And make sure to communicate through multiple channels—email, phone, portal, Slack, etc. Different people rely on different media for primary communication.

Cleveland urged virtual Summit attendees to recruit joint clients to share their endorsement of company developments, wherever possible, to boost credibility of the message.

“Joint clients talk,” she said. “They can help us evangelize when there are these changes.”

Either way, Anderson advised session viewers to “continue to advocate for your partners,” regardless of what is going on internally.

The presenters concluded the session with their key takeaways. Cleveland stressed that change isn’t new, and it’s inevitable.

“Have a positive attitude around change,” she urged, adding that a negative attitude can hamper the morale of those in your orbit. “We’ve all been in those meetings where that one person brings it all down.”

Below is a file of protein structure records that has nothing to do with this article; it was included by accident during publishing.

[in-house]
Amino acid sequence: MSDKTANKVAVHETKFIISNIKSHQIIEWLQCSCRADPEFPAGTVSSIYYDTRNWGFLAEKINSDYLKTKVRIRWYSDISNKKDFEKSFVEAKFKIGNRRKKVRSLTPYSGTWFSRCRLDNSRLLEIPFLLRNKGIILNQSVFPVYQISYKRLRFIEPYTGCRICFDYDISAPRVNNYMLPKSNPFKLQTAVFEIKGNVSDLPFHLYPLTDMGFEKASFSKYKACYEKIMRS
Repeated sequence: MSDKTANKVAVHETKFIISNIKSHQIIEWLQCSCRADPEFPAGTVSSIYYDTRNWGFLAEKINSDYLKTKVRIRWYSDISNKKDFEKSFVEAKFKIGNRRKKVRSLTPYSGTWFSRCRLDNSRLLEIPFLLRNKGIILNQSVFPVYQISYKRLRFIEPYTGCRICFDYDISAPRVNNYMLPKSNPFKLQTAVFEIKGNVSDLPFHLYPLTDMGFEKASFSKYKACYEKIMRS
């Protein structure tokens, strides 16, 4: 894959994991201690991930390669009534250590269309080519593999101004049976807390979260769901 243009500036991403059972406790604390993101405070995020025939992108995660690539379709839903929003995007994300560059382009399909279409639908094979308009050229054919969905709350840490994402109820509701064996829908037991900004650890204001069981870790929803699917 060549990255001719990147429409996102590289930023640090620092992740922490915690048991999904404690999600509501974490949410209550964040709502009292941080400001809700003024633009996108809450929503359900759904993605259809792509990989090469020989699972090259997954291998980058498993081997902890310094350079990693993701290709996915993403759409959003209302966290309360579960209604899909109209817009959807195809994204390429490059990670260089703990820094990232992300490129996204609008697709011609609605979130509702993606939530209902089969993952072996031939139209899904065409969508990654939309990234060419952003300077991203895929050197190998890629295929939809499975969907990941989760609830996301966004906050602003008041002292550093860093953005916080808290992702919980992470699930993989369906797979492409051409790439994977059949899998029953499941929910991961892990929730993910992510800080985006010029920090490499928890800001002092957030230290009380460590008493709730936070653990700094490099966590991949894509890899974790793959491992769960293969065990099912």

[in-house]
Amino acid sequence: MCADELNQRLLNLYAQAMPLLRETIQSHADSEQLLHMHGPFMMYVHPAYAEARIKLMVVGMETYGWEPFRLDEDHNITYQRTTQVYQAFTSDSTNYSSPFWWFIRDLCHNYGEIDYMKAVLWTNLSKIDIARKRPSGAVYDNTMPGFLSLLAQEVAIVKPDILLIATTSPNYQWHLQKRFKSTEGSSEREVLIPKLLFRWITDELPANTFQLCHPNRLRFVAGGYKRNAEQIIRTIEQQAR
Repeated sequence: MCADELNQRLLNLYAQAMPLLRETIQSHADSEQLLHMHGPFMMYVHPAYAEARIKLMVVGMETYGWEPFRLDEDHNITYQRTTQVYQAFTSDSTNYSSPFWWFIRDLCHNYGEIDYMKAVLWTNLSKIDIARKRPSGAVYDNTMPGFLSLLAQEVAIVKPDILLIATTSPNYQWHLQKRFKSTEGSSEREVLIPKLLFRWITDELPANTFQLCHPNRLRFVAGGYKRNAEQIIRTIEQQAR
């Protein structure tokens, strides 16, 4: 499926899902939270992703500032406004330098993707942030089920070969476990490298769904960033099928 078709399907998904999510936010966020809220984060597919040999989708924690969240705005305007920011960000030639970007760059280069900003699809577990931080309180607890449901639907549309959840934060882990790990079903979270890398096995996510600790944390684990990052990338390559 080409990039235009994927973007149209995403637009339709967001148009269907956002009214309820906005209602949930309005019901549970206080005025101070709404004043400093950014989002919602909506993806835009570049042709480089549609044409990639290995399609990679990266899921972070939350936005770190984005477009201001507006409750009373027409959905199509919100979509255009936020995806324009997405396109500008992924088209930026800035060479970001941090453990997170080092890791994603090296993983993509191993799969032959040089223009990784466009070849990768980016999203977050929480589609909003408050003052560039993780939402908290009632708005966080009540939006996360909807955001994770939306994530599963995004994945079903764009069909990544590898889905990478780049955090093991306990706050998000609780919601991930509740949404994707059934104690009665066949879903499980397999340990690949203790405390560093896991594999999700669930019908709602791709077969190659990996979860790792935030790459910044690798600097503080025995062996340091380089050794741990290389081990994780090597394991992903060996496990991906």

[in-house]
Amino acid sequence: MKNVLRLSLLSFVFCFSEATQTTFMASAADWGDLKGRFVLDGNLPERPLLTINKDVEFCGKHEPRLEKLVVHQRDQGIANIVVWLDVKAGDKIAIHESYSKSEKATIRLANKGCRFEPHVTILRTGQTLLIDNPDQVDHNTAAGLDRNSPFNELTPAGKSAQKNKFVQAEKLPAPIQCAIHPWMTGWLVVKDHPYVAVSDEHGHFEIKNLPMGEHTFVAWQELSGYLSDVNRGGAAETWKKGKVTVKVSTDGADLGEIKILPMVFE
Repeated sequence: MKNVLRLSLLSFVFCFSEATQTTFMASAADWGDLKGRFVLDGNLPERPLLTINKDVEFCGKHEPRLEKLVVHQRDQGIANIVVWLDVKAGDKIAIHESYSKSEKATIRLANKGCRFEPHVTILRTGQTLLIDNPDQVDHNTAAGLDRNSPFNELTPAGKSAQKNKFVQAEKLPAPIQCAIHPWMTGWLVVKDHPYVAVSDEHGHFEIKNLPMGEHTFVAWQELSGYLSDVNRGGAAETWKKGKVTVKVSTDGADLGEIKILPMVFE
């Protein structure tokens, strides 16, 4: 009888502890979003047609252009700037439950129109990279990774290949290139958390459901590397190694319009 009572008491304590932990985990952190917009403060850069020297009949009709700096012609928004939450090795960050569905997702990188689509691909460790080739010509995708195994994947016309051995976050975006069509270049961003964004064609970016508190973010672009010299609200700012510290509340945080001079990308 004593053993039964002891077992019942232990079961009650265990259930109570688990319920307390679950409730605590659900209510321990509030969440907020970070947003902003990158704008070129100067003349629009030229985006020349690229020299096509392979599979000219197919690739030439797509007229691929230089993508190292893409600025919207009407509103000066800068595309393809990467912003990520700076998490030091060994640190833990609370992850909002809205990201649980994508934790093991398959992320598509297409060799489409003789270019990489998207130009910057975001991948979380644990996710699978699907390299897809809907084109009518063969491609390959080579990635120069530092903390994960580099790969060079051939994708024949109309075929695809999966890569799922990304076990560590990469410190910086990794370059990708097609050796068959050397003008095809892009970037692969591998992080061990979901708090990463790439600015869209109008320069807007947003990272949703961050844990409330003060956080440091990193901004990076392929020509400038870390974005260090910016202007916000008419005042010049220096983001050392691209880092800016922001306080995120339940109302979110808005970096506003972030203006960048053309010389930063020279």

Anderson suggested that alliance pros look at change as an opportunity. They might get to try new things that could benefit them in the long run.

“If things are going to be done in a new way, then look at the positive,” he said. “If you start early, if you are prepared for that transition, you will come out on top.”

Again, this session is available to Summit registrants in the 2020 ASAP Global Alliance Summit portal, along with more than a dozen other prerecorded presentations and video of all three days of the live event itself. Summit content will be accessible until August 18. 

Tags:  accounting information services  alliance management  Ben Anderson  communications team  COVID-19  legal  onboarding  partner agreements  Partner Program  partnering  partners  radical transparency  Susan Cleveland  tax  Thomson Reuters 

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Five Ways to SCORE Big When Overcoming Obstacles and Conflict in Alliance Relationships (Part Two)